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Sharia Law Wills

Wills have legal implications, but when it comes to the Muslim faith and Sharia Law, then wills also have a religious impact as well, and are incredibly important. There is a duty for every Muslim to write a will, and for it to be executed within three days of death. To comply with religion, Muslims must ensure that their will is compliant with Sharia Law, as well as English and Welsh laws.

Making a will is important in the Muslim culture because without one, the deceased is said to have died ‘intestate’. This means that the rules of intestacy will be used to determine who should inherit their estate, which is not what the Koran says should happen.

The Koran states that a minimum of two thirds of the deceased’s estate should be bequeathed to family. The final third can be inherited by anyone else, including charities.

Islamic wills usually also set out exactly how the deceased wishes their body to be dealt with after death (ie they must not be subjected to a post mortem).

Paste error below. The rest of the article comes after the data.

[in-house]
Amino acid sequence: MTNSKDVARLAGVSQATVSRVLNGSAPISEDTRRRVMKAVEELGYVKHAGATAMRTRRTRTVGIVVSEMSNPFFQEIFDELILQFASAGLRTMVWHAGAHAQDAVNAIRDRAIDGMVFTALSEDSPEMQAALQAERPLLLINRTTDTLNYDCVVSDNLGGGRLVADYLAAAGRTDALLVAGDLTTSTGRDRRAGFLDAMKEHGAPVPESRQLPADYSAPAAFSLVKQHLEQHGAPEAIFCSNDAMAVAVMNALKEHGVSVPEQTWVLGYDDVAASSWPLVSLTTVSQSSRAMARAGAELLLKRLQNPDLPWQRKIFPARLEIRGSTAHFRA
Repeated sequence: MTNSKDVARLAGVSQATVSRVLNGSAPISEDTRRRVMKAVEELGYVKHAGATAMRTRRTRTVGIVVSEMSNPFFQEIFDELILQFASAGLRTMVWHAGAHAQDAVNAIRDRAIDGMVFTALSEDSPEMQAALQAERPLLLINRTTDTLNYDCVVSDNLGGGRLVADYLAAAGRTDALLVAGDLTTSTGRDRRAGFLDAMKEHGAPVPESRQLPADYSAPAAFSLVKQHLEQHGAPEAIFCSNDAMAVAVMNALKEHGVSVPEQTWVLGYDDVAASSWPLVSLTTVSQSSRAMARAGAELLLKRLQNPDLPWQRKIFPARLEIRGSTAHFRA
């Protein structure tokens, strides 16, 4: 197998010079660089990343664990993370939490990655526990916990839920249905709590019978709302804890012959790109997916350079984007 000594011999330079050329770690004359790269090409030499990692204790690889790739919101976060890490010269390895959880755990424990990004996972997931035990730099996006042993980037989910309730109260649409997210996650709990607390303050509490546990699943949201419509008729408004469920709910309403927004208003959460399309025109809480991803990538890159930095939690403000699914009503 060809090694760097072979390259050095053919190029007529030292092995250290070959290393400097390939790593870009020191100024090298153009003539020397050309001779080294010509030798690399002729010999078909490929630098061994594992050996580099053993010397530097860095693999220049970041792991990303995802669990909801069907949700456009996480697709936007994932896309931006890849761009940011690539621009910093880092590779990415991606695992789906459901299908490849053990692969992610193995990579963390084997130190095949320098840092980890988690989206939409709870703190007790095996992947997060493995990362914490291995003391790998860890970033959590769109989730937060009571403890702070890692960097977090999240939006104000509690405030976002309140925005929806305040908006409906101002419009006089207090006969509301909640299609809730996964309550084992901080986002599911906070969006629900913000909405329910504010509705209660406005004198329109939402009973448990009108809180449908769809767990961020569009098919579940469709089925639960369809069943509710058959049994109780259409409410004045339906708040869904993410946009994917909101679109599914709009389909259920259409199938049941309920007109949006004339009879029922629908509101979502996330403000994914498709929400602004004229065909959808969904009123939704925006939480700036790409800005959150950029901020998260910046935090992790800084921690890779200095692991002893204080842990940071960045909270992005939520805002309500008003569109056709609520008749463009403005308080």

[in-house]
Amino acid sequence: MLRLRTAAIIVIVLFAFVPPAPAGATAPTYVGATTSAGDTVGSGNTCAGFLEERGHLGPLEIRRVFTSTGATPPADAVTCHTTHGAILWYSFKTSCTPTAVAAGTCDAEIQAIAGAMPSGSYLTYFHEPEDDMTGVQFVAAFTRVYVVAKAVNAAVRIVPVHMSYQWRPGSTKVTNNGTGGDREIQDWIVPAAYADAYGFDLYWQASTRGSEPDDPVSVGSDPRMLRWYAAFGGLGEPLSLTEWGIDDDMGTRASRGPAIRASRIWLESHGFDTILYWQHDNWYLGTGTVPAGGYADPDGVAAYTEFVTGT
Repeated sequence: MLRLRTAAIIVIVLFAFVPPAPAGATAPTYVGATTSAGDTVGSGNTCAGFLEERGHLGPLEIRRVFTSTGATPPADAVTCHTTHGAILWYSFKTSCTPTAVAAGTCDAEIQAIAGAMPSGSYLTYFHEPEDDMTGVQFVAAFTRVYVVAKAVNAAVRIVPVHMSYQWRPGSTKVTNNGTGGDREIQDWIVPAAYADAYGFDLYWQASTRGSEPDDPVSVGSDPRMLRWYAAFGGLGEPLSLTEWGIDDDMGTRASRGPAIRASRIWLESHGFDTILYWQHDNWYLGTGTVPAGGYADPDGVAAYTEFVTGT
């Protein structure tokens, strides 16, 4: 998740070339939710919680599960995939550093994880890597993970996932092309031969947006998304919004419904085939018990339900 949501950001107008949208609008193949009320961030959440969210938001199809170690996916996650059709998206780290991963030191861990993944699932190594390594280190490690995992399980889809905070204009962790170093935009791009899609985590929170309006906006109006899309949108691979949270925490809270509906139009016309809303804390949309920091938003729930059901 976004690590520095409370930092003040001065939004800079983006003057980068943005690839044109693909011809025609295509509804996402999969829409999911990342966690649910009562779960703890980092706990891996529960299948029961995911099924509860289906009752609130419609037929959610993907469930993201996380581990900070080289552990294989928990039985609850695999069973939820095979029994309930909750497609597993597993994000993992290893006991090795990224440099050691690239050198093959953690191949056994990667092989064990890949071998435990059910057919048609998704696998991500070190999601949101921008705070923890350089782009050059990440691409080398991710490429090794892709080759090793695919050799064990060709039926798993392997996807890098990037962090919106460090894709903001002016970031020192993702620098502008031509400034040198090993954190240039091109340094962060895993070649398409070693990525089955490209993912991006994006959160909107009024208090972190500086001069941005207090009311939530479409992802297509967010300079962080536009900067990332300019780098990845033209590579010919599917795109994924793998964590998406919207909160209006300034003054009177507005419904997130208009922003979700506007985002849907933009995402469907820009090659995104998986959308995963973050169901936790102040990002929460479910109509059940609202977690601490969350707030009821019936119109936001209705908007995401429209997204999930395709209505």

In order to make an Islamic or Sharia Law will, you must first value your estate (money, property, assets, and possessions) minus any debts, mahr (unpaid dowries), and zakah (a 2.5% ‘tax’ to be paid to those less fortunate) so that you know how much to put aside for family, and how much can be given to others.

Regarding who should receive what, many Muslims choose to simply state that they wish two thirds of their estate to be given to their surviving relatives. This works well in most circumstances, and the family will be given equal shares in the estate, starting with the closest relatives, and working out from there. This means that the surviving spouse would be the first to inherit, then any children, surviving parents, and siblings. If there are no surviving relatives, then, unless you expressly stipulate within your will what should happen to your estate (a residuary clause), everything would go to the bayt al-mal (Islamic financial institution) to be distributed within the community.

Make sure that the will is properly witnessed, and that you comply with all the restrictions laid out in English law – you must be over the age of 18, you must be of sound mind, you must sign the will, and you must not write the will under any form of duress.

If any of the above sounds like something you may need to think about, then please simply contact us for more advice.

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